“E” references are to the edition by Arthur Venis (B2986, RB 4609) published serially inThe Panditnew series 21, 1899–25, 1903, and reprinted as a single volume at Banaras in 1906. The text is only available through Book One.

      2 (E6)Kārikā2 says that an instrument of knowledge is a means to knowledge, “or” it is the locus of valid knowledge and pervaded by it. Mallinātha denies that the “” in this stanza means “(exclusive) or”, and thinks rather that...

    • 25. PAKṢADHARA the Vivekakāra
      (pp. 470-471)

      There is considerable confusion about how many Naiyāyika Pakṣadharas there were and which works they wrote. We know that there was a famous scholar Jayadeva Miśra (our 31 below) who was also called “Paksadhara” and who wrote theĀlokaon Gaṅgeśa’sTattvacintāmaṇi. ThisĀlokabecomes the most important commentary on Gaṅgeśa prior to Raghunātha’sDidhitihalf a century later, and we know a lot about its author Jayadeva Miśra. A number of other works are also ascribed to a Pakṣadhara, however, and it is not entirely clear whose works these are, as some of them exist only in damaged copies...

      (pp. 471-472)

      Bhuvanasundara was a pupil of Somasundarasūri of the Tāpagaccha sect, who became the fifty-second head of the sect in 1404. Bhuvanasundara also studied under Guṇaratna, the author ofṢaḍdarśanasamuccayavṛtti, who is known to have flourished in 1409. One of Bhuvanasundarasūri’s pupils was Ratnaśekhara, who wrote aŚrāvakapratikramaṇasūtraṭīkāin 1440. Thus Bhuvanasundarasūri’s dates can be fixed at around 1390-1450.

      This author seems to have written three works, all onmahāvidyāinference. All three are published in M.R. Telang’s edition of variousmahāvidyāworks in Gaekwad’s Oriental Series 12, 1920. The major work isVyākhyānadīpikāon Vādīndra’sMahāvidyāviḍambana. This commentary seems to...

    • 27. ŚEṢĀNANTA
      (pp. 472-473)

      Śeṣānanta was the son of 18.Śeṣa Śārṅgadhara who flourished around 1420. A manuscript of Śeṣānanta’sPadārthacandrikāgives its date as 1459 a.d. We can therefore estimate this author’s date at about 1455. Two of his works are extant, a commentary on theSaptapadārthīand aPrabhā onŚaśadhara’sNyāyasiddhāntadīpa. Both have been published, though we have only found a summarizer for the first.

      “E” references are to the edition by Narendra Chandra Bagchi Bhattacharya (B2981, RB4598), Calcutta Sanskrit Series 8, 1934.

      (El05) It must be admitted that if a cause has opposed qualities (e.g., several colors) inhering in it the...

    • 28. NARAHARI, father of Vāsudeva Sārvabhauma
      (pp. 473-473)

      This Narahari seems to have been regularly confused with Narahari Upādhyāya (=Maheśvara Viśārada), who was the son of Yajñapati. Yajñapati’s son is a well-known author of several Nyāya works, but must have lived not far before the beginning of the 16th century. However, another Narahari is referred to as both the father and teacher of Vāsudeva. This Narahari is quoted by Jayadeva as well as by the later Narahari.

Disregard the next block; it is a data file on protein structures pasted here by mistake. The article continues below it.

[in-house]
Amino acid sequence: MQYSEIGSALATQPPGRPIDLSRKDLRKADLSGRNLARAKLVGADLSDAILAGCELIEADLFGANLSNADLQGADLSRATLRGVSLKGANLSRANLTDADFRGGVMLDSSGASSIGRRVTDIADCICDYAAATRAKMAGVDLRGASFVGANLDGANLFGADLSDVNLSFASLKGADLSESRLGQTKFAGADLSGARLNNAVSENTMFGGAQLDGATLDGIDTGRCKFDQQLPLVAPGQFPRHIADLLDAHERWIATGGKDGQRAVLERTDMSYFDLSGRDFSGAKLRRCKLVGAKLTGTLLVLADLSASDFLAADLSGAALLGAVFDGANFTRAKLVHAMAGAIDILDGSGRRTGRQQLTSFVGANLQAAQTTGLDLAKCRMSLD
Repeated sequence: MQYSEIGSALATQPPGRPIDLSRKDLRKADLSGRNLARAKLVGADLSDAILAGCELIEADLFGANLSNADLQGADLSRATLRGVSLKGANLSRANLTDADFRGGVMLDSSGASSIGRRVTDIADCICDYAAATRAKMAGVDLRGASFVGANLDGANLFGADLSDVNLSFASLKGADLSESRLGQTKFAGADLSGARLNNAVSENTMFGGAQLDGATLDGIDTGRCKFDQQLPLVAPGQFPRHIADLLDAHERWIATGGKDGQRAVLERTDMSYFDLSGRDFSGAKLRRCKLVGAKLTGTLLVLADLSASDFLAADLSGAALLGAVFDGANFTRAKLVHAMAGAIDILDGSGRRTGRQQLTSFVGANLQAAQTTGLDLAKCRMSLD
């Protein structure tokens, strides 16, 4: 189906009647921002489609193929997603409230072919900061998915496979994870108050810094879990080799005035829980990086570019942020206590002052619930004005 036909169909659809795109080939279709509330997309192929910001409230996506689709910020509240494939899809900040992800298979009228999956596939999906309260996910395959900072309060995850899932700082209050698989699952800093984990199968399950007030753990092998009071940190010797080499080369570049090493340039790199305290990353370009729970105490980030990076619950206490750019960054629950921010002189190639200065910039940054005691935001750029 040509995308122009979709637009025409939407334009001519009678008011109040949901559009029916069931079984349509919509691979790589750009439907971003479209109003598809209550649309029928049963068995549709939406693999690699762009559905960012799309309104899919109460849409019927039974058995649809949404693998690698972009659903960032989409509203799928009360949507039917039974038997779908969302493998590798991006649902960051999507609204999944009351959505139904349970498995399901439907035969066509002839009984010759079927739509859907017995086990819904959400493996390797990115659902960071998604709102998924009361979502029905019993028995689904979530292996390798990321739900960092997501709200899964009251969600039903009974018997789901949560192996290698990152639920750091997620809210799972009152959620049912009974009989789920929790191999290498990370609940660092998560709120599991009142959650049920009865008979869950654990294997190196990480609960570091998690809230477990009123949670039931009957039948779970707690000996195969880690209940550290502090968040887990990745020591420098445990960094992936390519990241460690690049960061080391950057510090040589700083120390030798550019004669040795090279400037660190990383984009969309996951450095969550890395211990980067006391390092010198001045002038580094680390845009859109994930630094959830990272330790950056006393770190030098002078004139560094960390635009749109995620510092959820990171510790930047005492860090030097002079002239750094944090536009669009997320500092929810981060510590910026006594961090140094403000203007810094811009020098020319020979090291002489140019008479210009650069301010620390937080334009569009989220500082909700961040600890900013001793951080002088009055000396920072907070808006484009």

Gopinath Kaviraj informs us that the father of Vāsudeva was a “Brahmin of the Rāḍhi class, born in a noble family at Vidyḍnagara in the city of Navadvīpa.”¹ According to Gopinath,...

      (pp. 473-485)

      Thanks to the work of Gopikamohan Bhattacharya we are well-acquainted with the available data about this author. His dates are given as c. 1410 to 1470. Prof. Bhattacharya considers his commentary to be the “earliest extant commentary onTattvacintāmaṇi”¹. He is cited by subsequent authors as “Upādhyāyamata”, and appears to have been the teacher of Jayadeva, whoseĀlokasoon became the most famous commentary of the time. TheĀlokais rife with criticisms of Yajñapati, as are Pragalbha and Vāsudeva’s commentaries (see below), and the criticisms of these authors are answered by Yajñapati’s son Narahari Upādhyāya in hisDūṣaṇoddhāraon...

      (pp. 486-486)

      An important author, Pragalbha’s works are as yet not available except in bits and pieces. He seems to have been the author of four commentaries. Most important is his commentaryPrāgalbhīon all four books of theTattvacintāmaṇi.¹ His commentary on the third book, onUpamāna, seems to have been one of the few such commentaries; most of those who commented on Gaṅgeśa’s work did not bother with this book, the shortest of the four. TheUpamānakhāṇḍacommentary has recently been edited from three manuscripts by Gaurinath Sastri.² Besides this the only other portion ofPrāgalbhīthat has been published...

      (pp. 486-489)

      Umesh Mishra¹ provides us with mountains of information about this author, and we have already considered some questions of his authorship in connection with several works attributed above, after consideration, to the earlier Pakṣadhara the Vivekakāra. We summarize here the voluminous findings of Umesh Mishra. Dineshchandra Bhattacharya² has also devoted several pages to this author’s history, but as Umesh Mishra’s treatment is subsequent to and corrective of certain features of Dineshchandra’s conclusions we shall report it here.

      Jayadeva Miśra belonged to the Sodarapura family of Mithilā, of Śāṇḍilyagotra. His father was Guṇe Miśra, and he lived in a village...

      (pp. 489-489)

      Śrīnātha was the younger brother of Vāsudeva Sārvabhauma’s father Narahari, which makes it relatively easy to estimate his date as around 1470. He appears to have written a commentary on theTattvacintāmaṇi, at least the first two parts of it. Tarasankar Bhattacarya reports “three definitions of Cakraborti”¹ that are discussed by Raghunātha Śiromaṇi among the 14 definitions in his section on such definitions....

      (pp. 489-490)

      This famous teacher appears to have flourished around 1480. He taught a number of famous people, not by any means confined to Naiyāyikas. Raghunātha Śiromaṇi studied with him. So did Raghunandana, generally held to be “the best authority on the Bengal school of Hindu law”¹. Another pupil was Kṛṣṇānanda, who wrote works on tantric charms and other kindred subjects,² Last and most celebrated of all, toward the end of his lifetime Vāsudeva was an instructor of Caitanya, the father ofAcintyabhedābhedaVaiṣṇava philosophy.